Origin of climate sensitivity differences: role of selected radiative processes in two GCMs

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Cash, Benjamin A. ; Schneider, Edwin K. ; Bengtsson, Lennart (2007)
  • Publisher: Co-Action Publishing
  • Journal: Tellus A (issn: 1600-0870)
  • Related identifiers: doi: 10.3402/tellusa.v59i2.14934
  • Subject:
    arxiv: Physics::Atmospheric and Oceanic Physics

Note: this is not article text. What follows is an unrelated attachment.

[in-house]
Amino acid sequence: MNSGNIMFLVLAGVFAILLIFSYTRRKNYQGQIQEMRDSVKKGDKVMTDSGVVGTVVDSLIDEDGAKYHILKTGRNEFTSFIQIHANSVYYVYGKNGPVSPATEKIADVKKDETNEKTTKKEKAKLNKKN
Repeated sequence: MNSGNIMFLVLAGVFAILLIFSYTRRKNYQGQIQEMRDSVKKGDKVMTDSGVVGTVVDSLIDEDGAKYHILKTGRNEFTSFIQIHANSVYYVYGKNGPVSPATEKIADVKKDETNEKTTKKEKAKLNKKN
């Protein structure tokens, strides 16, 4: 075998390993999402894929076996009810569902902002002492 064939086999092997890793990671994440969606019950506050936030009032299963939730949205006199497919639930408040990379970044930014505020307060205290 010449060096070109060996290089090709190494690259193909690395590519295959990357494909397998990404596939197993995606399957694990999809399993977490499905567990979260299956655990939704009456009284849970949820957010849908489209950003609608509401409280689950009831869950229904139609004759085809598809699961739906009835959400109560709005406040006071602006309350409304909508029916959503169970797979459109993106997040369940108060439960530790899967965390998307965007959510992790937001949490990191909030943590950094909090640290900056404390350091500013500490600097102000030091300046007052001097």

Model differences in projections of global mean and regional climate change due to increasing greenhouse gases are investigated using two atmospheric general circulation models (AGCMs): ECHAM4 (Max Planck Institute, version 4) and CCM3 (National Center for Atmospheric Research Community Climate Model version 3). We replace the ECHAM4 short-wave processes (including routines for short-wave radiation, aerosols, cloud liquid water path and cloud droplet size distribution) with the corresponding parametrizations from CCM3. We also eliminate sea-ice in both models. We find that the resulting ‘hybrid’-ECHAM4 model has the same global mean temperature sensitivity (defined as the difference in temperature between the 2× CO2 and 1× CO2 integrations at equilibrium) and similar regional temperature change patterns as CCM3. The global mean precipitation sensitivity was only slightly affected; indicating different processes control this. Investigation of top of the atmosphere radiative feedbacks in the standard-ECHAM4 and hybrid-ECHAM4 models show that the differences in global mean temperature sensitivity and regional temperature change patterns can be attributed primarily to a stronger, negative, cloud short-wave feedback in the tropics of the hybrid-ECHAM4 model. However, comparison of the hybrid-ECHAM4 model to CCM3 reveals large differences in partitioning of the cloud feedbacks between long-wave and short-wave in the two models. This suggests that the global mean temperature sensitivity and regional temperature change patterns respond primarily to the magnitude and distribution of the top of the atmosphere feedbacks and are relatively insensitive to the partitioning between individual processes.
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